Home Letters Economic slowdown in Guyana since 2015 with no signs of recovery
As I travel around the country, people complain about the difficulties of making ends meet – wages have not been keeping up with price increases, and money is not readily available to spend. Many are recently out of work and unable to afford basic needs.
The Government has not shown that it is seriously concerned about the fragile economy, moving from high taxation to closing down state factories. There has, since 2015, been an economic slowdown with no sign of recovery. Figures show that growth has been anemic — of less than three per cent. The Private Sector has not been growing. Businesses feel insecure to invest. They lack confidence in the handlers of the economy, especially since their advice has not been sought on investment.
There is no doubt that there has been a lack of confidence by consumers and the business community in the Government’s management of the economy. They don’t fully support the new budget, though they like the pension increase and the removal of the education tax.
Contrary to what the Government may feel, the economy has not been on an upswing or a rebound after two years of slowdown. No effective measures have been taken to reverse the slowdown, which began to be observed since the end of 2015, following the change of administration. The Government has been responsible for the slowdown. There is no justifiable reason to shut sugar factories and send home some ten thousand workers. Sugar has been the vanguard of the economy – contributing significantly to growth for several decades.
Although the Government had to subsidize sugar, the benefits are enormous – providing much needed spending power to grow the economy.
The reversal of the tax on education is welcome, but that will not result in significant economic growth, although it could lead to private education expansion. There will now be more money to spend, which could boost growth by a fraction of a percent.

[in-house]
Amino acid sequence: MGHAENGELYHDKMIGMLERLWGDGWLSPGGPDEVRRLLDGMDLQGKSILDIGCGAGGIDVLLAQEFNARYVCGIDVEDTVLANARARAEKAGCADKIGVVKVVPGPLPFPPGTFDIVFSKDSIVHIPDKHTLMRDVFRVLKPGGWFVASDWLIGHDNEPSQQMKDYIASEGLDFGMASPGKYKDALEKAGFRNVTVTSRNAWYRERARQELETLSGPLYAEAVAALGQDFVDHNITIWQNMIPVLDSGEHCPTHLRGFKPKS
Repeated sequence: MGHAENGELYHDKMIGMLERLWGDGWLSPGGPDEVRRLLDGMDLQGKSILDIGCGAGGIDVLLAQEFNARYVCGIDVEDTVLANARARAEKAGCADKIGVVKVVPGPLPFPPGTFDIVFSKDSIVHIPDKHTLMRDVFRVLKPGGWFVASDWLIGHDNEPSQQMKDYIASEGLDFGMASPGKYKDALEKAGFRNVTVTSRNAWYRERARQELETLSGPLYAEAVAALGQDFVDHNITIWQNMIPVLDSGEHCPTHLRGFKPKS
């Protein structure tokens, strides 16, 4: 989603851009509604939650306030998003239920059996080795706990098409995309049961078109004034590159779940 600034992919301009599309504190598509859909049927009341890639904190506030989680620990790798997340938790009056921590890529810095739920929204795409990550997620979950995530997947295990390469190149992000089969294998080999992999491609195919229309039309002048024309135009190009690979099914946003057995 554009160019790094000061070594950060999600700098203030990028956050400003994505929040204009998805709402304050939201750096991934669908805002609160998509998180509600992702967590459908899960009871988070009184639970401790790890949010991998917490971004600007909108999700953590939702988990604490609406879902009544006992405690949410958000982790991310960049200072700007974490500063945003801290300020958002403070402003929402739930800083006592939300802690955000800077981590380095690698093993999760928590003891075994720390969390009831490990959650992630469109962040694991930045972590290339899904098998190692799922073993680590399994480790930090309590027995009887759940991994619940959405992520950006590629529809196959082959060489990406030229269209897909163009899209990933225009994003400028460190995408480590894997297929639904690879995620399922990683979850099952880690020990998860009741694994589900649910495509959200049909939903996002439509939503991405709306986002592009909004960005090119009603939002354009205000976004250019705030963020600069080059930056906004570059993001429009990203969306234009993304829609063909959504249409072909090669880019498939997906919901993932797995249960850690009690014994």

There are many economic challenges ahead – especially with Government closing down more sugar factories and oil prices rising to fuel the energy sector. Plus there are external headwinds – decline in purchasing as well as aid from the developed countries.
There is a serious trade imbalance that will put pressure on foreign currency reserve. Guyana needs to boost exports.
Agriculture remains in a slump. Agriculture is a significant contributor to rural lifestyle: incomes and consumption demand. The Government has made no effort to address farmers’ woes, and in failing to assist farmers during floods and price support for rice. A protracted agricultural slowdown on the larger economy cannot be overstated. Inflation for food has been very high; and consumers don’t have spending power because of the insecurity in the hiring.
Although people are not shopping, prices are increasing because of shortage of goods –with farmers not planting, and more imports coming into the country.
Consumption spending by households also remains in a stubborn rut. With global oil prices having risen appreciably, factories will produce less. Prices will increase, making exports costlier and reducing local consumer demand as well.
The economic challenges are many, and the Government can’t solve them by themselves. The Government should call in the various business organisations (chambers of commerce and manufacturing organisations, as well as captains of businesses) around the country to seek their input in how to grow the economy.